Monday, February 15, 2010
‘I can feel God in my heart’
COLUMN: SPIRITUAL MATTERS
By Shevlin Sebastian
Every morning, at 5 a.m., N. Meherunissa Begum prays to God. Standing with her hands folded across her chest, and facing west, where the Holy Kaabah in Mecca, is located, she recites the first chapter of the Koran in Arabic: the Sura Al-Fatiha.
Here are a few lines: ‘In the name of Allah, Most Gracious, Most Merciful/ Praise be to Allah, the Cherisher and Sustainer of the worlds/ Most Gracious, Most Merciful/ Master of the Day of Judgment/ Thee do we worship, and Thine aid we seek/ Show us the straight way.’
Thereafter, she recites a couple of other verses from the Quran. Then she raises her hands up, says, ‘Allahu Akbar’ (God is the greatest), goes down on her knees, and recites the ‘Subhana rabbiyal alheem wa bihamdihi’ (Glory be to my Lord Almighty) three times. Thereafter, she touches her forehead on the floor.
This is known as a rak'a (a unit of prayer). In the morning, she does two rak'as. When it is over, she prays for herself.
“I thank God for whatever he has given me: health, wealth, children, grandchildren,” she says. “I ask God to always show me the right way.”
Like any devout Muslim, Meherunissa prays five times a day. Apart from the Sura Al-Fatiha, which is recited at all times, she recites other verses.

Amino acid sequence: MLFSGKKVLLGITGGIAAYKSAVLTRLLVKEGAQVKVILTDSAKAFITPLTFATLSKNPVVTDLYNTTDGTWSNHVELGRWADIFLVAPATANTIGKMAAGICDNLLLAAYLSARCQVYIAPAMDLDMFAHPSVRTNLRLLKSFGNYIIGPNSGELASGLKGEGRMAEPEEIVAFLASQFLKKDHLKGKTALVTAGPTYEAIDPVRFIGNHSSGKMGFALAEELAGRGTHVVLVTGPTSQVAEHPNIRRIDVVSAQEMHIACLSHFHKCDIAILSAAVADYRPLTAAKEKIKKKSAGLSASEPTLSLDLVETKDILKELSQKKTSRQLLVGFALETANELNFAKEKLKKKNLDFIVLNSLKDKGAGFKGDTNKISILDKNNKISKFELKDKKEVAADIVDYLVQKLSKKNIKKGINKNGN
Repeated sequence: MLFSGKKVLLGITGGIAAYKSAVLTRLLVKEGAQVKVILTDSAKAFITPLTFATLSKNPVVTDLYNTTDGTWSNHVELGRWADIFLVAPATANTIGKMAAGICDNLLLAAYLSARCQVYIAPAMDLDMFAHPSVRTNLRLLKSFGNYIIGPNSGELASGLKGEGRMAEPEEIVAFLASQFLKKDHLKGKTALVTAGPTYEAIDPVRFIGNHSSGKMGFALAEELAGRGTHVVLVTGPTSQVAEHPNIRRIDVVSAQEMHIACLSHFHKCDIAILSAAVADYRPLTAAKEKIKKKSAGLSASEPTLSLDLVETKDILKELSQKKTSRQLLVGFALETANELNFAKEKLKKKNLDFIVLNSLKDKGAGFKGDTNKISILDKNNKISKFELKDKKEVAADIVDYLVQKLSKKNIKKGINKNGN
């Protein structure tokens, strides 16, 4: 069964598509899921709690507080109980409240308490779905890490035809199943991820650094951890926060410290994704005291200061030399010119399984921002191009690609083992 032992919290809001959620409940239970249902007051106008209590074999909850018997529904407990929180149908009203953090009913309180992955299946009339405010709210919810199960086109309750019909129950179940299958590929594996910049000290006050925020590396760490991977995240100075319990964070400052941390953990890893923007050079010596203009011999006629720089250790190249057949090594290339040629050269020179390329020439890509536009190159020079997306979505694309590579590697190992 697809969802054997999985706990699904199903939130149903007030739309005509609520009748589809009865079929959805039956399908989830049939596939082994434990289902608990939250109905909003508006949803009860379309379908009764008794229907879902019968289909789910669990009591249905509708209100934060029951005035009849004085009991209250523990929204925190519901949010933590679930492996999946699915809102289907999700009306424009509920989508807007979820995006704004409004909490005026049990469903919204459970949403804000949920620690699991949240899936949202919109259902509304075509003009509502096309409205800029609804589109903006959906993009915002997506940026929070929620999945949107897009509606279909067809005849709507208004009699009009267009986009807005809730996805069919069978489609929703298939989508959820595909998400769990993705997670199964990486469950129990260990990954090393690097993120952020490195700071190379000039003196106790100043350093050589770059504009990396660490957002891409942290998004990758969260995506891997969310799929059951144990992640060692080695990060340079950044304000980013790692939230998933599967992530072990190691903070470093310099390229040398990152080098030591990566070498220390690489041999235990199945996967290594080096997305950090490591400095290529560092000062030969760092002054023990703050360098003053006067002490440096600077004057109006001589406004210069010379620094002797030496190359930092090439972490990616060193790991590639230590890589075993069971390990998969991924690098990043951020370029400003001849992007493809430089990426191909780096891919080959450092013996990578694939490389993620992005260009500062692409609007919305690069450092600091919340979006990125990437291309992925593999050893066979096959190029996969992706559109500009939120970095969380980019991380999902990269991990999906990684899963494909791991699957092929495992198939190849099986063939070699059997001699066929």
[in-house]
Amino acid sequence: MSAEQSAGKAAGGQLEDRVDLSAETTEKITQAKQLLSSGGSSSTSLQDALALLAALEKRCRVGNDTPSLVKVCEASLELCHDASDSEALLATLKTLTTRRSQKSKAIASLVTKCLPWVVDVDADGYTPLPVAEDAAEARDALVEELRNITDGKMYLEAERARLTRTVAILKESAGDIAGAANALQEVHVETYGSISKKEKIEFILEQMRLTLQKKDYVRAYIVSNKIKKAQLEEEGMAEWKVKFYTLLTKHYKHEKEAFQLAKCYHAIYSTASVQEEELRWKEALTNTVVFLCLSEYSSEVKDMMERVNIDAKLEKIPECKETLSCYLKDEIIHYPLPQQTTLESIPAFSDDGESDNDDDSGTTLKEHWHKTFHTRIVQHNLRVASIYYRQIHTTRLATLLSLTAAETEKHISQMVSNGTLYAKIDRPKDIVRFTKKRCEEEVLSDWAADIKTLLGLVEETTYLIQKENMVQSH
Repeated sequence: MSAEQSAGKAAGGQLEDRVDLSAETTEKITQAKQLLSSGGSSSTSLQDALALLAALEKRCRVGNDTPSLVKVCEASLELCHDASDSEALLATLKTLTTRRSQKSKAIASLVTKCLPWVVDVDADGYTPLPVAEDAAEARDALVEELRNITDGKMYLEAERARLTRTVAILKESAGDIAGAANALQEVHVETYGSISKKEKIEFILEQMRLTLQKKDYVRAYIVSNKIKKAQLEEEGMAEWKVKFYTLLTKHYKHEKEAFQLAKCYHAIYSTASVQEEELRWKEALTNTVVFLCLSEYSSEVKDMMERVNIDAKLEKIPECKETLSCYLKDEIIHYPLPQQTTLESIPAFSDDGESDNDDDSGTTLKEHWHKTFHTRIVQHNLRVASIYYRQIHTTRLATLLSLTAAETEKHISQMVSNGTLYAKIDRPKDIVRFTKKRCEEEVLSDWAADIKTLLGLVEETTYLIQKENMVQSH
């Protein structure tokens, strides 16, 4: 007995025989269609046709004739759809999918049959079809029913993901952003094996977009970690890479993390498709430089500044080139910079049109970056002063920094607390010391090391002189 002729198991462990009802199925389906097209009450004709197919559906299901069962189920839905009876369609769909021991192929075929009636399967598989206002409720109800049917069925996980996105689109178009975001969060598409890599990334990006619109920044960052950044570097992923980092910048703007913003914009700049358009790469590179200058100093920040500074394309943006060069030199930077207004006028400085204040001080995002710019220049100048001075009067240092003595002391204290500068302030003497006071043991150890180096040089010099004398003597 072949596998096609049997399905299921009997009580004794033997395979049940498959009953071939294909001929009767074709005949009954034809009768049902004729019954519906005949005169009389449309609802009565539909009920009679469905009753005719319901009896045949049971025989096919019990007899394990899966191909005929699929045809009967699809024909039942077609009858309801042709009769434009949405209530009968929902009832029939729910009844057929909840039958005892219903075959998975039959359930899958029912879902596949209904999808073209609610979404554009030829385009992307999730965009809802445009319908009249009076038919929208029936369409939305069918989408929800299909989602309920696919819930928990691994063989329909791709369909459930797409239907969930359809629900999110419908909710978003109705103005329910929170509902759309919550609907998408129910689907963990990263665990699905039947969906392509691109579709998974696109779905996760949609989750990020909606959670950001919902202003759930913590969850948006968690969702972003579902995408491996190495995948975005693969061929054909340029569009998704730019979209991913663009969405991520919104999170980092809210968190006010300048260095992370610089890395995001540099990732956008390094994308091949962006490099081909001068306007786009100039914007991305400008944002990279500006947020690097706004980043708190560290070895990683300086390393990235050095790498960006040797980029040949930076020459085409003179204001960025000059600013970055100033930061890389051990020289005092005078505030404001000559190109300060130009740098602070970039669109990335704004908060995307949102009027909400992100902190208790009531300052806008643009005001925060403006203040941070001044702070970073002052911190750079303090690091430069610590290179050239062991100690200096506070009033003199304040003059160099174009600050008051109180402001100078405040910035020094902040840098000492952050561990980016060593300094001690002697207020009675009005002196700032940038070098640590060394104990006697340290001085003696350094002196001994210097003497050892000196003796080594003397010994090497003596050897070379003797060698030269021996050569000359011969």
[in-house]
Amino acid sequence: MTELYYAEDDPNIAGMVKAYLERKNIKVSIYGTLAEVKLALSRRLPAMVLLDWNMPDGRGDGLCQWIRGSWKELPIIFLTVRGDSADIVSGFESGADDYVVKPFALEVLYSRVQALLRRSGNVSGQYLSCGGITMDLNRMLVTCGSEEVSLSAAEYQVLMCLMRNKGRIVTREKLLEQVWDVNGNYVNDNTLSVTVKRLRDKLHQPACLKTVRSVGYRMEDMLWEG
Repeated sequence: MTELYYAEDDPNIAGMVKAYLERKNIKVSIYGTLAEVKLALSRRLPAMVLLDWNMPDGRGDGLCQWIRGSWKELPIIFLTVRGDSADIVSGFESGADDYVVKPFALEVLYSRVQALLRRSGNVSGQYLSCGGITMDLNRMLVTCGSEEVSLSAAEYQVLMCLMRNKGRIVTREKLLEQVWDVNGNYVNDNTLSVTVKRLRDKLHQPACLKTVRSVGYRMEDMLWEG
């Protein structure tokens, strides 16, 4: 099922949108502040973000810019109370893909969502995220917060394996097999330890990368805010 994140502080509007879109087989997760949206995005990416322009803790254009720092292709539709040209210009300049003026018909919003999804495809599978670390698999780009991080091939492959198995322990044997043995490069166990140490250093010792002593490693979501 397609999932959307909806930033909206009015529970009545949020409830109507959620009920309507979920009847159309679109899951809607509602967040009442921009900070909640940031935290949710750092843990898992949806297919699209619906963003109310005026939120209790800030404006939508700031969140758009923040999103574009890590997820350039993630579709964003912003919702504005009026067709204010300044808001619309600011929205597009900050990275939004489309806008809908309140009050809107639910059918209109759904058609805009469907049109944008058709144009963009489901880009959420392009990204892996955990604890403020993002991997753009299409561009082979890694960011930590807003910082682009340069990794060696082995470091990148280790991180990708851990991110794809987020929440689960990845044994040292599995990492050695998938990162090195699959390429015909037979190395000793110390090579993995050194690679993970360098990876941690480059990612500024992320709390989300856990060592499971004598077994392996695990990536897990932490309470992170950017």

“I know around five hundred verses by heart,” says Meherunissa. Incidentally, the Koran has more than 6,000 verses, spread across 114 chapters.
For Meherunissa, her close embrace of Islam has helped her to cope with a recent tragedy. Her husband, M.A. Abdul Khader, an engineer, died in 2003. Her two sons live in America, while a daughter stays in Bangalore.
On every Friday, Meherunissa, a secretary of the Ernakulam area of the Jamaat-e-Islami Hind, an organisation which upholds Islamic values, goes to her favourite mosque: the Masjid-ul Da'awa in Kaloor, Kochi.
There is a belief among Muslims that those who come early and sit in the first row receive the most blessings from God. So, Meherunissa arrives at 12 noon for the 12.30 p.m. Juma prayers. These prayers last for only ten minutes. The main event is the 45-minute sermon by the maulvi.
“I like the sermons of Basheer Maulvi,” she says. “He is able to link daily life and currents events with the teachings of the Quran.”
Meherunissa reads the Quran every day, but does not have an image of God in her mind.
“Muslims pray with their eyes open,” she says. “We need to keep all our senses awake and concentrate on the words we are reciting during the prayers. This is one reason why I don’t have any visual of God.”
With no image, what is the proof for her that God exists? “Every day, without fail, the sun rises and sets,” says Meherunissa. “Then the moon comes up in the sky. This has been happening since time immemorial. How does all this happen, unless God is controlling it? I can feel Him in my heart. And that is enough evidence for me.”
(The New Indian Express, Kerala)